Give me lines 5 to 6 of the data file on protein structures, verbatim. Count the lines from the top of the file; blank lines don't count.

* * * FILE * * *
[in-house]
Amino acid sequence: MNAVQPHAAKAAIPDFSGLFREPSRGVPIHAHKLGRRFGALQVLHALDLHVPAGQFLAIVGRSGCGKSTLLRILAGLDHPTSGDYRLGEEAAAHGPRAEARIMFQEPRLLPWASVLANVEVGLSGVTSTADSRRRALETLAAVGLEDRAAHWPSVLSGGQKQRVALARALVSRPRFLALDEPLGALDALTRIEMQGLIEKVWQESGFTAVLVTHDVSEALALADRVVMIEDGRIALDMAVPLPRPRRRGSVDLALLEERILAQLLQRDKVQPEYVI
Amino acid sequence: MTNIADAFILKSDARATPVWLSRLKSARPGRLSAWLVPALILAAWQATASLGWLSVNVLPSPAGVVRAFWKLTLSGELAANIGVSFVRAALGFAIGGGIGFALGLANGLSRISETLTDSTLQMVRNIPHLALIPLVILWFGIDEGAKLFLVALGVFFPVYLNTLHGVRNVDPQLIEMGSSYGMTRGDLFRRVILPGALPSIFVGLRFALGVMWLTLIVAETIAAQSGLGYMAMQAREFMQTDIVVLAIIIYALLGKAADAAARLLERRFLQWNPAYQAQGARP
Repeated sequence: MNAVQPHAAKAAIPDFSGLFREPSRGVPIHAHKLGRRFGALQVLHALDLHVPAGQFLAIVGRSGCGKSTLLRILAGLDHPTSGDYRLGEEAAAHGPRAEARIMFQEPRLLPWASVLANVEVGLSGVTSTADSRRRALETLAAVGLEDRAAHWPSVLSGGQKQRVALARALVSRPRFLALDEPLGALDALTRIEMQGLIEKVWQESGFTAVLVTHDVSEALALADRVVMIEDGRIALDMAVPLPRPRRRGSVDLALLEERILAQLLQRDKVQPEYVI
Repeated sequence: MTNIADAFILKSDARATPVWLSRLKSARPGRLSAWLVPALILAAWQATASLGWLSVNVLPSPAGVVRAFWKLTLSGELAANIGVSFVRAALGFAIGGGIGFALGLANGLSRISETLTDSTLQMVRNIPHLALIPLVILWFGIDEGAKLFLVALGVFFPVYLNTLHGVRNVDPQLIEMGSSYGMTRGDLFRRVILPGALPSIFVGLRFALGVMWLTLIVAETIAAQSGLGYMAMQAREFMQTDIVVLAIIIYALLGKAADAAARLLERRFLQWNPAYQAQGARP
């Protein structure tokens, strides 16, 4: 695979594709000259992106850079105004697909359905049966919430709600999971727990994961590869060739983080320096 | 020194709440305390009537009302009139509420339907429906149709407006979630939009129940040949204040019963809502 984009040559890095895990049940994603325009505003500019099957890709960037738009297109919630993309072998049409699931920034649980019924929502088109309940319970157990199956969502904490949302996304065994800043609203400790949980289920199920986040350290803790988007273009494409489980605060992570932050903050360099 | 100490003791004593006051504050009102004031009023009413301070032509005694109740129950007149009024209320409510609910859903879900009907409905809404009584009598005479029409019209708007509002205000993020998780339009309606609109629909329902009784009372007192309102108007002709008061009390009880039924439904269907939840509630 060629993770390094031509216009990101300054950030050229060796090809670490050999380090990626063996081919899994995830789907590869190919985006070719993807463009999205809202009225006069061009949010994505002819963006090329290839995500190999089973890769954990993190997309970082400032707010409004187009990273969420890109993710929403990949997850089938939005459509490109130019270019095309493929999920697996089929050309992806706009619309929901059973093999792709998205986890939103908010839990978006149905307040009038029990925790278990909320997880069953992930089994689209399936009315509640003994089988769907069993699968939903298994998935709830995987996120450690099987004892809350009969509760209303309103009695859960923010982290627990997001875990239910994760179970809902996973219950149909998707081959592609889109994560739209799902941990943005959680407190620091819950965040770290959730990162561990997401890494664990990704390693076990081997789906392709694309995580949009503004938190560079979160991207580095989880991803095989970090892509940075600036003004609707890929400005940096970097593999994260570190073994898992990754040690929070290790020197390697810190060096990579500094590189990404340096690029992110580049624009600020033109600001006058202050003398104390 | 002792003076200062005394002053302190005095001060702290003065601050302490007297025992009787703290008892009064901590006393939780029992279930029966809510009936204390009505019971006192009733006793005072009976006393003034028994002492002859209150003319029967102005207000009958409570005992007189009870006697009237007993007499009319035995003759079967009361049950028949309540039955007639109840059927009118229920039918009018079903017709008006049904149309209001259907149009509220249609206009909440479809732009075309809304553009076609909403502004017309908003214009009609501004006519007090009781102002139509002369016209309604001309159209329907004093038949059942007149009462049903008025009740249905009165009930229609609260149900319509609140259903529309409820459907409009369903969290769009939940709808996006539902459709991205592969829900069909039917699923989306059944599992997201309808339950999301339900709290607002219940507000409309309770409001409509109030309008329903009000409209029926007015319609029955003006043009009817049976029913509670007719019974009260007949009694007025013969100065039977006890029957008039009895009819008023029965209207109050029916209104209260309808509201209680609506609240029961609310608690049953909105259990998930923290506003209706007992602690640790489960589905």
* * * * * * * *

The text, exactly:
Repeated sequence: MTNIADAFILKSDARATPVWLSRLKSARPGRLSAWLVPALILAAWQATASLGWLSVNVLPSPAGVVRAFWKLTLSGELAANIGVSFVRAALGFAIGGGIGFALGLANGLSRISETLTDSTLQMVRNIPHLALIPLVILWFGIDEGAKLFLVALGVFFPVYLNTLHGVRNVDPQLIEMGSSYGMTRGDLFRRVILPGALPSIFVGLRFALGVMWLTLIVAETIAAQSGLGYMAMQAREFMQTDIVVLAIIIYALLGKAADAAARLLERRFLQWNPAYQAQGARP
């Protein structure tokens, strides 16, 4: 695979594709000259992106850079105004697909359905049966919430709600999971727990994961590869060739983080320096 | 020194709440305390009537009302009139509420339907429906149709407006979630939009129940040949204040019963809502 984009040559890095895990049940994603325009505003500019099957890709960037738009297109919630993309072998049409699931920034649980019924929502088109309940319970157990199956969502904490949302996304065994800043609203400790949980289920199920986040350290803790988007273009494409489980605060992570932050903050360099 | 100490003791004593006051504050009102004031009023009413301070032509005694109740129950007149009024209320409510609910859903879900009907409905809404009584009598005479029409019209708007509002205000993020998780339009309606609109629909329902009784009372007192309102108007002709008061009390009880039924439904269907939840509630 060629993770390094031509216009990101300054950030050229060796090809670490050999380090990626063996081919899994995830789907590869190919985006070719993807463009999205809202009225006069061009949010994505002819963006090329290839995500190999089973890769954990993190997309970082400032707010409004187009990273969420890109993710929403990949997850089938939005459509490109130019270019095309493929999920697996089929050309992806706009619309929901059973093999792709998205986890939103908010839990978006149905307040009038029990925790278990909320997880069953992930089994689209399936009315509640003994089988769907069993699968939903298994998935709830995987996120450690099987004892809350009969509760209303309103009695859960923010982290627990997001875990239910994760179970809902996973219950149909998707081959592609889109994560739209799902941990943005959680407190620091819950965040770290959730990162561990997401890494664990990704390693076990081997789906392709694309995580949009503004938190560079979160991207580095989880991803095989970090892509940075600036003004609707890929400005940096970097593999994260570190073994898992990754040690929070290790020197390697810190060096990579500094590189990404340096690029992110580049624009600020033109600001006058202050003398104390 | 002792003076200062005394002053302190005095001060702290003065601050302490007297025992009787703290008892009064901590006393939780029992279930029966809510009936204390009505019971006192009733006793005072009976006393003034028994002492002859209150003319029967102005207000009958409570005992007189009870006697009237007993007499009319035995003759079967009361049950028949309540039955007639109840059927009118229920039918009018079903017709008006049904149309209001259907149009509220249609206009909440479809732009075309809304553009076609909403502004017309908003214009009609501004006519007090009781102002139509002369016209309604001309159209329907004093038949059942007149009462049903008025009740249905009165009930229609609260149900319509609140259903529309409820459907409009369903969290769009939940709808996006539902459709991205592969829900069909039917699923989306059944599992997201309808339950999301339900709290607002219940507000409309309770409001409509109030309008329903009000409209029926007015319609029955003006043009009817049976029913509670007719019974009260007949009694007025013969100065039977006890029957008039009895009819008023029965209207109050029916209104209260309808509201209680609506609240029961609310608690049953909105259990998930923290506003209706007992602690640790489960589905």